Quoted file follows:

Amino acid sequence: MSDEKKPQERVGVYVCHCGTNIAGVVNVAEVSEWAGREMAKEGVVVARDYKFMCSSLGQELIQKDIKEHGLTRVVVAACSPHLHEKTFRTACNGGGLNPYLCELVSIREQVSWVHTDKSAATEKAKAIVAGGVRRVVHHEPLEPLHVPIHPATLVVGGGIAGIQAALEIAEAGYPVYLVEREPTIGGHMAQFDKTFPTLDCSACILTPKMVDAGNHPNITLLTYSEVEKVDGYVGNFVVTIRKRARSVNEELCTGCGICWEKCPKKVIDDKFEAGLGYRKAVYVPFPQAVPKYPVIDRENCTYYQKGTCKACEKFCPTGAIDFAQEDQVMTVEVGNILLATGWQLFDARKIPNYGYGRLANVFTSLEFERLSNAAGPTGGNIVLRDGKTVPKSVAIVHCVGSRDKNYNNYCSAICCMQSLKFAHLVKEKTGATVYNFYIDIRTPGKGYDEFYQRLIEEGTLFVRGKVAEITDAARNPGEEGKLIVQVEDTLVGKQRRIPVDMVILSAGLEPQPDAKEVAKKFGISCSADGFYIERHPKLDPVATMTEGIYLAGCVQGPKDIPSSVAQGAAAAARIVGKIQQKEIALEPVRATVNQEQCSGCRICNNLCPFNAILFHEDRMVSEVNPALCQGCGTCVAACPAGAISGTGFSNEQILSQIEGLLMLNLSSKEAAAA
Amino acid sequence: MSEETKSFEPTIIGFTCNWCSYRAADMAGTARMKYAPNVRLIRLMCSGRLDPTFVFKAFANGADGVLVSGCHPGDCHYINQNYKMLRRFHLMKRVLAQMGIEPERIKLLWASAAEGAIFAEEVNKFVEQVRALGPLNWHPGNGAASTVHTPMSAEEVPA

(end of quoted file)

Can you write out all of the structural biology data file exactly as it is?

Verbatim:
Amino acid sequence: MSDEKKPQERVGVYVCHCGTNIAGVVNVAEVSEWAGREMAKEGVVVARDYKFMCSSLGQELIQKDIKEHGLTRVVVAACSPHLHEKTFRTACNGGGLNPYLCELVSIREQVSWVHTDKSAATEKAKAIVAGGVRRVVHHEPLEPLHVPIHPATLVVGGGIAGIQAALEIAEAGYPVYLVEREPTIGGHMAQFDKTFPTLDCSACILTPKMVDAGNHPNITLLTYSEVEKVDGYVGNFVVTIRKRARSVNEELCTGCGICWEKCPKKVIDDKFEAGLGYRKAVYVPFPQAVPKYPVIDRENCTYYQKGTCKACEKFCPTGAIDFAQEDQVMTVEVGNILLATGWQLFDARKIPNYGYGRLANVFTSLEFERLSNAAGPTGGNIVLRDGKTVPKSVAIVHCVGSRDKNYNNYCSAICCMQSLKFAHLVKEKTGATVYNFYIDIRTPGKGYDEFYQRLIEEGTLFVRGKVAEITDAARNPGEEGKLIVQVEDTLVGKQRRIPVDMVILSAGLEPQPDAKEVAKKFGISCSADGFYIERHPKLDPVATMTEGIYLAGCVQGPKDIPSSVAQGAAAAARIVGKIQQKEIALEPVRATVNQEQCSGCRICNNLCPFNAILFHEDRMVSEVNPALCQGCGTCVAACPAGAISGTGFSNEQILSQIEGLLMLNLSSKEAAAA
Amino acid sequence: MSEETKSFEPTIIGFTCNWCSYRAADMAGTARMKYAPNVRLIRLMCSGRLDPTFVFKAFANGADGVLVSGCHPGDCHYINQNYKMLRRFHLMKRVLAQMGIEPERIKLLWASAAEGAIFAEEVNKFVEQVRALGPLNWHPGNGAASTVHTPMSAEEVPA